Anyone who steps into the vacant position will have to do more with less when it comes to budget and the development of talent.

The good thing is that whoever does move into the hot seat will have an incredible opportunity to build from the ground up. Over half of next year’s roster is 25 or younger, while De Lie and Ewan have the potential to rack up UCI points all over the place if they’re given the proper schedules and support trains to match.

Relegation could also free up the team to pick and choose its calendar with more efficiency, just like Arkéa-Samsic did this year, while the development team will always be a source of fresh talent to promote.

Add into the mix the experience of riders like De Gendt, Jasper De Buyst, and new leadout rider Jacopo Guarnieri, and there’s a strong core within the team.

However, it’s the aspect of rider development that makes Merckx such an appealing prospect. For more than a decade he’s nurtured and managed some of the most talented U23 riders in the world with a list of names including João Almeida, Tao Geoghegan Hart, Taylor Phinney, Neilson Powless, and Jasper Philipsen among who’s who of Axeon alumni.

Those riders have ultimately succeeded at the top of the sport but they came through under Merckx’s tutelage and guidance, so if he can get the best out of riders at U23 level there’s a strong chance he can do it at the next level too.

From a Lotto-Soudal perspective, Merckx also brings with him the biggest name in Belgian cycling.

That would provide a huge amount of goodwill and patience from the national and international media. It would help when it came to recruitment too, and there’s the fact he raced for the team, so he knows the background, the setup, and the staff.

He would need experienced heads around him, perhaps on the business side of running the team, but from a sporting perspective, as Sergeant suggests, he is the perfect fit. He’s far more qualified than Philippe Gilbert, who recently took himself out of the running.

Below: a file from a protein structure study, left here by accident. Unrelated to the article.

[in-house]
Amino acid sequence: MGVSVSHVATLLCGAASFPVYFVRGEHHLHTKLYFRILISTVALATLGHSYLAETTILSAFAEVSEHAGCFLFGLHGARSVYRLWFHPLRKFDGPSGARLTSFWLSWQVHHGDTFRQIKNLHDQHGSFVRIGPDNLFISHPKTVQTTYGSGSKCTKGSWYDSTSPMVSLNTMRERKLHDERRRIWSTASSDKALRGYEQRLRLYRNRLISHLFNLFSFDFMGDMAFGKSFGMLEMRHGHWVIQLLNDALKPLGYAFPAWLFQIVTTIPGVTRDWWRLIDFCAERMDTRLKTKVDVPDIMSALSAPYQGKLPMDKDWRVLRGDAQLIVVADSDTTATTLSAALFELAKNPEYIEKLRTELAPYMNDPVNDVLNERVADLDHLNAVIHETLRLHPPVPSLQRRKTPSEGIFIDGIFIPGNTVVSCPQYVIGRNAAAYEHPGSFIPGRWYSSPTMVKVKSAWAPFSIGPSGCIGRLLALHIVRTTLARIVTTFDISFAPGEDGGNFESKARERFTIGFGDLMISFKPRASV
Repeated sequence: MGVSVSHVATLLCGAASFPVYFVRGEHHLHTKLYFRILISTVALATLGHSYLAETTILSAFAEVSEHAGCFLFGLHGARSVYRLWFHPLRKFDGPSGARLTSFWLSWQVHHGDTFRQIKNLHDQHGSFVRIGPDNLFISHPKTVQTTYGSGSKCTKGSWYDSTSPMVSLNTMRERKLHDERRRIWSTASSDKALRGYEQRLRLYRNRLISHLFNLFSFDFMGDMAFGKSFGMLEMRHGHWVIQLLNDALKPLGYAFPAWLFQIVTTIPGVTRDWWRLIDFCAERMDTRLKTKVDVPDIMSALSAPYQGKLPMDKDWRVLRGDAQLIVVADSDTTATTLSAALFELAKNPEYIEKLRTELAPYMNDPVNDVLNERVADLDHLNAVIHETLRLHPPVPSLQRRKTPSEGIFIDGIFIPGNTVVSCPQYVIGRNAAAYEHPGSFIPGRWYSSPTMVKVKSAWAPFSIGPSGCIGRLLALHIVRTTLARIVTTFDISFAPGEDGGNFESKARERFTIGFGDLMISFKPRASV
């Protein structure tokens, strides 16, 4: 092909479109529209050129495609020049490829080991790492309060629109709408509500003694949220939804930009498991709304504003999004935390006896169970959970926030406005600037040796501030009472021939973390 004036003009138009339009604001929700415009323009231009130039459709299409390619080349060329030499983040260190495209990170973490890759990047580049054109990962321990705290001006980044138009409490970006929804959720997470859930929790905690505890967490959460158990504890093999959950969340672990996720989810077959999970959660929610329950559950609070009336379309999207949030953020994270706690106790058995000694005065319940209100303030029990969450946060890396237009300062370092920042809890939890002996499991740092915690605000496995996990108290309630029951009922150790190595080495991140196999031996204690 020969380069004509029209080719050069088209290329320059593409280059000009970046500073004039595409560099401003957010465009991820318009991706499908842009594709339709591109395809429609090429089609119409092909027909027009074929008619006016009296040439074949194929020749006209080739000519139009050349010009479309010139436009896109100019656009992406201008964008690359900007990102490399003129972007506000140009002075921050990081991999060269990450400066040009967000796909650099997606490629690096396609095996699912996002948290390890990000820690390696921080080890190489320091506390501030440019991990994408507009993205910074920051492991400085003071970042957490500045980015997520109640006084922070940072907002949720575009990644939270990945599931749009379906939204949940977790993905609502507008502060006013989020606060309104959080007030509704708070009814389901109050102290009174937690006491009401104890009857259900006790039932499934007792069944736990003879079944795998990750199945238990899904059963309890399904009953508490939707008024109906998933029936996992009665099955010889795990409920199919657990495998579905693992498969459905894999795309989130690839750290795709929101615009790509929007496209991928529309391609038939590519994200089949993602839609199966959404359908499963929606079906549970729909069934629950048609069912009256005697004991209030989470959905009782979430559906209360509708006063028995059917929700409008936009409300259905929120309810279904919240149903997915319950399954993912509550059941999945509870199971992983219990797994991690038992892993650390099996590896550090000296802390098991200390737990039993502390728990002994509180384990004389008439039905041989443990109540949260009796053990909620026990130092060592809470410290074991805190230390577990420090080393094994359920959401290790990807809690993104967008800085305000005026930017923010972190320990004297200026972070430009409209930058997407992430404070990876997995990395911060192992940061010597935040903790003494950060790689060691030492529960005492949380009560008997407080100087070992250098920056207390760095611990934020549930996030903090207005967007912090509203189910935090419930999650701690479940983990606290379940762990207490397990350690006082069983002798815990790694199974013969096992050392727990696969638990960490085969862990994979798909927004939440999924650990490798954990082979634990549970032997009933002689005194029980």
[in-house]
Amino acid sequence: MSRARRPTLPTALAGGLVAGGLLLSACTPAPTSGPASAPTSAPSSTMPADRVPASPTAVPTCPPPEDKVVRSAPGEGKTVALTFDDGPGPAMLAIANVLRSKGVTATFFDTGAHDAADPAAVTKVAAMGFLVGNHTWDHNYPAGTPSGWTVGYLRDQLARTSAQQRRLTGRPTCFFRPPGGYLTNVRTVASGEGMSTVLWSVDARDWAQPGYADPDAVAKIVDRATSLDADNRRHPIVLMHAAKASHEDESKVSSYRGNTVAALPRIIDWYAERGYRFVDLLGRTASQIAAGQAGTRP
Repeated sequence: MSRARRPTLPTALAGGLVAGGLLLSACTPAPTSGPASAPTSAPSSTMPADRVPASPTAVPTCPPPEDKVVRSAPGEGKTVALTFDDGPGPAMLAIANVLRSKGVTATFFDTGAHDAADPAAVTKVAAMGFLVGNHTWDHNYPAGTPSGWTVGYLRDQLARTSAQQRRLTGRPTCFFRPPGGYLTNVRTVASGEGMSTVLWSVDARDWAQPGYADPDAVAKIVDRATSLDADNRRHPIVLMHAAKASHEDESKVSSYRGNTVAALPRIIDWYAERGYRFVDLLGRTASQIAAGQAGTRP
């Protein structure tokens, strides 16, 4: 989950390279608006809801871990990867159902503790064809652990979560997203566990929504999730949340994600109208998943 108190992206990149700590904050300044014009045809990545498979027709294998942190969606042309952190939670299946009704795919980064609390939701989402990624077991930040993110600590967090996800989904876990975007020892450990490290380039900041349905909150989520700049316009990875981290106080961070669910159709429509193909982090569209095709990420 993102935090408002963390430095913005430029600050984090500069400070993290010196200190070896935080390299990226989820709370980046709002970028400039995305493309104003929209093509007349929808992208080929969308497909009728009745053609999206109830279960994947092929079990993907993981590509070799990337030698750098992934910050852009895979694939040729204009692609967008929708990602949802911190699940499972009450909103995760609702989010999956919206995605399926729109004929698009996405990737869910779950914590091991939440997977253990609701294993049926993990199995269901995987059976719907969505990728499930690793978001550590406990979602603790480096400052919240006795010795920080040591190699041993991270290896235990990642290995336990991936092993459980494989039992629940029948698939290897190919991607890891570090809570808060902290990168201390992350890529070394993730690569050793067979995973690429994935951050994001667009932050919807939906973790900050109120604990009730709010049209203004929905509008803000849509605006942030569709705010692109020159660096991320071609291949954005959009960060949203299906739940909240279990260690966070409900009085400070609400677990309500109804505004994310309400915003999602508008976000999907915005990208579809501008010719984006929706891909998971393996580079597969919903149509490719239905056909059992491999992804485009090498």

So the real question is whether Merckx needs Lotto-Soudal.

From what VeloNews understands there have been discussions between the two parties, so they have sounded each other out with early discussions via a recruitment process that’s well underway. However, Merckx would be sacrificing a lot and taking a massive gamble if he were to step into Lelangue’s shoes, even if he is infinitely more qualified than the former manager.

Joining Lotto could raise questions over the short and long-term future of his development team. That’s not just a job for Merckx, it’s his creation and passion.

The timing is also far from ideal. If he moves to Lotto it could leave staff and a gaggle of young riders out of jobs for next year if the team folds. One can imagine that these factors are massive burdens on Merckx.

Most of the riders on the transfer market have already been snapped up, so Merckx wouldn’t have much wiggle room going into the winter and there’s the whole political side to the job that would be new to Merckx.

Because national funds are involved and state money effectively helps run the team, Merckx would have to spend much of his time building consensus as well as carrying out the sporting duties his role required. The vacancy is a huge challenge as well as an exciting prospect.

Right now though, it feels as though Lotto-Soudal needs Merckx a lot more than he needs them.